• Disruptive bottoms-up, active dis-un-engagement and sharing of Best Practices between individuals and across departmental lines
  • Understanding of the operational culture and a focus on building a community and improving an organizational culture
  • Persuasion and recruitment to shared goals, rather than authority and control
The above are all great ideas, and few managers would disagree with items on the list as being important to their workplaces. Along these same lines, Dan Rockwell of the Leadership Freak blog shared these 15 praiseworthy behaviors:
  1. Honesty when mistakes are made.
  2. Receptiveness to negative feedback.
  3. Staying focused on tough issues while avoiding drama.
  4. Finishing. Notice when someone reaches a goal or completes a task.
  5. Positivity. When someone energizes others, notice it.
  6. Kindness.
  7. Trying again.
  8. Reaching high. The pursuit of excellence inspires.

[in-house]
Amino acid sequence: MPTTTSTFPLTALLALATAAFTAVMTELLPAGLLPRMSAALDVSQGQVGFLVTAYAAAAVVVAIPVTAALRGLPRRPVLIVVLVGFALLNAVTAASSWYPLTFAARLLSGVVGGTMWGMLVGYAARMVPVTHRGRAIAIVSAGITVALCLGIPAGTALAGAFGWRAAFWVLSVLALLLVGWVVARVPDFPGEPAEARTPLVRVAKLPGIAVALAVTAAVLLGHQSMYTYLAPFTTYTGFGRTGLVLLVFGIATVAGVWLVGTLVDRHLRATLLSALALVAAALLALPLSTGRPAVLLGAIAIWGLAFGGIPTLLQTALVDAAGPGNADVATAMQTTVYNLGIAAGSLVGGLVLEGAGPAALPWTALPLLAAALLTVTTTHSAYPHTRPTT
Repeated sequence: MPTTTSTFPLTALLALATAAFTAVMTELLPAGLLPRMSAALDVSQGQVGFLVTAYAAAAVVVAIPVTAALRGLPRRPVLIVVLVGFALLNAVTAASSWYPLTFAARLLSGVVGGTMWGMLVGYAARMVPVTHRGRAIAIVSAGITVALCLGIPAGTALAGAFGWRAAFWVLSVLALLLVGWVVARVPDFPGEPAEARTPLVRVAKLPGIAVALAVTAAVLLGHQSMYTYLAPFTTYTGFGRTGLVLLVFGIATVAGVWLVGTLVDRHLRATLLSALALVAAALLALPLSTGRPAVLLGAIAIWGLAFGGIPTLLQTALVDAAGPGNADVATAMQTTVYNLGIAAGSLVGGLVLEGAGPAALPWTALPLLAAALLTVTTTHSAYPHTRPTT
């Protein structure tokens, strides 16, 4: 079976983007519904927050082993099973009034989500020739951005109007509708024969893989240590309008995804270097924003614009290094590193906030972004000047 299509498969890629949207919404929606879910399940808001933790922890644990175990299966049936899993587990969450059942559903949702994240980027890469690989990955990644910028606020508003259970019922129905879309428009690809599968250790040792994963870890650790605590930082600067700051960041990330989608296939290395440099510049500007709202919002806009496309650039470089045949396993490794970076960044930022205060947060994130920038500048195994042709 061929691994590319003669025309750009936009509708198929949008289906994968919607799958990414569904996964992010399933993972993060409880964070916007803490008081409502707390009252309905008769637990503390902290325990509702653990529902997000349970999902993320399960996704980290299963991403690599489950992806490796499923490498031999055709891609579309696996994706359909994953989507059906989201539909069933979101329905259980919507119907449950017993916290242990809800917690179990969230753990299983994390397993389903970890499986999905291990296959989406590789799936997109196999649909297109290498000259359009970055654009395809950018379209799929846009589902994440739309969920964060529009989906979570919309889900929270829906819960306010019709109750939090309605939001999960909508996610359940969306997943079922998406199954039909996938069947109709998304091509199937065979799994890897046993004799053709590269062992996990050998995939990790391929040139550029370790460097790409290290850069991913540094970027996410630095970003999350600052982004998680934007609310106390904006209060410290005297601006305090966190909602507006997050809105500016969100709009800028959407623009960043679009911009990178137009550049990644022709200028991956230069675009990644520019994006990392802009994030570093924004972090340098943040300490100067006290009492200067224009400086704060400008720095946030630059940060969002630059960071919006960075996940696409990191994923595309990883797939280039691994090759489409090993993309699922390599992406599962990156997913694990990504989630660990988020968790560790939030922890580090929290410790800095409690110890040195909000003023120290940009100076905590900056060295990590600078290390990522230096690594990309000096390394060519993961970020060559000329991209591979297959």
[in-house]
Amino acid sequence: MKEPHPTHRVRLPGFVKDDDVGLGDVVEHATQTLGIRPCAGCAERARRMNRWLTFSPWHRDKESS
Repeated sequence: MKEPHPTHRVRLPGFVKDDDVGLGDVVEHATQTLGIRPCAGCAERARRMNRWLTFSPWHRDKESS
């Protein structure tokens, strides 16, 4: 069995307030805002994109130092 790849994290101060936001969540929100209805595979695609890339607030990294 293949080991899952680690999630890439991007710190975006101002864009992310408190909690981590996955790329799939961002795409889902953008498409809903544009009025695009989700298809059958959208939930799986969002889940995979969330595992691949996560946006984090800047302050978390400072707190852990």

9. Going the extra mile.
  10. Taking action without being told.
  11. Strengths. “You are really good at … .”
  12. Positive impact. Notice how one person’s actions impact other people.
  13. Transparency. Be grateful when someone reveals their heart.
  14. Solution-finding.
  15. Sincerity.

Imagine that workplace! How would it feel to be working amongst people with those shared values and behaviors. How might it impact your personal growth and development if you really felt that the manager and the organization really cared for you? How might that workplace perform of you and teamwork among the people?